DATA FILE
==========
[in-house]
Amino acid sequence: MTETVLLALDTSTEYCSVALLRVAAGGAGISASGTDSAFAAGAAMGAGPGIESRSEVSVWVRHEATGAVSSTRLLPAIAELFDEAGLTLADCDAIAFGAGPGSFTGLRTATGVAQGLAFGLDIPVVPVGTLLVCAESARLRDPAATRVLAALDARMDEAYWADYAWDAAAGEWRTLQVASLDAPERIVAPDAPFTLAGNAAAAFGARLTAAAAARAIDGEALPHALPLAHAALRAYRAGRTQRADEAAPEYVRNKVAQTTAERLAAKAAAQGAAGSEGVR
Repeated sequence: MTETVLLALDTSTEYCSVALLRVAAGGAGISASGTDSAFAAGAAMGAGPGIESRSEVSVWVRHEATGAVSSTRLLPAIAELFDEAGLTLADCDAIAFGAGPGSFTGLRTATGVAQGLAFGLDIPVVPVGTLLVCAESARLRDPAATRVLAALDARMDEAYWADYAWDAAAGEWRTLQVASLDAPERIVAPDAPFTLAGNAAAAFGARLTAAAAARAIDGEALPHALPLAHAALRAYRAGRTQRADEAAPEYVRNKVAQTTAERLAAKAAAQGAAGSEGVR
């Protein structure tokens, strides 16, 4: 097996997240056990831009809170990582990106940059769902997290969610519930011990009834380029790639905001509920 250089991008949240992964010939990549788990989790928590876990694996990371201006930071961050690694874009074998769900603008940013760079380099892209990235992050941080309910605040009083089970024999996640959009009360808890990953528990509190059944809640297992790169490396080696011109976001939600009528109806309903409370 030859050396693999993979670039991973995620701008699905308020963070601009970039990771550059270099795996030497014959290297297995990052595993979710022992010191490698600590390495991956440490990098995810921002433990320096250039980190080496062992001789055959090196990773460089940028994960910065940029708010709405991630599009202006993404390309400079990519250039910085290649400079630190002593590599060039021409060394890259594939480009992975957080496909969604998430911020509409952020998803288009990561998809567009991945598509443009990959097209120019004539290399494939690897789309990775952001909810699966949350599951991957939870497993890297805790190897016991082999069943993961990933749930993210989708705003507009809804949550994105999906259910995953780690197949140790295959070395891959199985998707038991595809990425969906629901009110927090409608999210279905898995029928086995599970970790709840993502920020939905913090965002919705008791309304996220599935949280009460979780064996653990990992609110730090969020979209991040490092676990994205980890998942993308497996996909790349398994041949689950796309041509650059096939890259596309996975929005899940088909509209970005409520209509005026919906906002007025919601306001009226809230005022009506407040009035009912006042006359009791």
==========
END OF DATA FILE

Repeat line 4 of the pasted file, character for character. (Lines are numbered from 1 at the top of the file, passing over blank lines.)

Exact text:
């Protein structure tokens, strides 16, 4: 097996997240056990831009809170990582990106940059769902997290969610519930011990009834380029790639905001509920 250089991008949240992964010939990549788990989790928590876990694996990371201006930071961050690694874009074998769900603008940013760079380099892209990235992050941080309910605040009083089970024999996640959009009360808890990953528990509190059944809640297992790169490396080696011109976001939600009528109806309903409370 030859050396693999993979670039991973995620701008699905308020963070601009970039990771550059270099795996030497014959290297297995990052595993979710022992010191490698600590390495991956440490990098995810921002433990320096250039980190080496062992001789055959090196990773460089940028994960910065940029708010709405991630599009202006993404390309400079990519250039910085290649400079630190002593590599060039021409060394890259594939480009992975957080496909969604998430911020509409952020998803288009990561998809567009991945598509443009990959097209120019004539290399494939690897789309990775952001909810699966949350599951991957939870497993890297805790190897016991082999069943993961990933749930993210989708705003507009809804949550994105999906259910995953780690197949140790295959070395891959199985998707038991595809990425969906629901009110927090409608999210279905898995029928086995599970970790709840993502920020939905913090965002919705008791309304996220599935949280009460979780064996653990990992609110730090969020979209991040490092676990994205980890998942993308497996996909790349398994041949689950796309041509650059096939890259596309996975929005899940088909509209970005409520209509005026919906906002007025919601306001009226809230005022009506407040009035009912006042006359009791």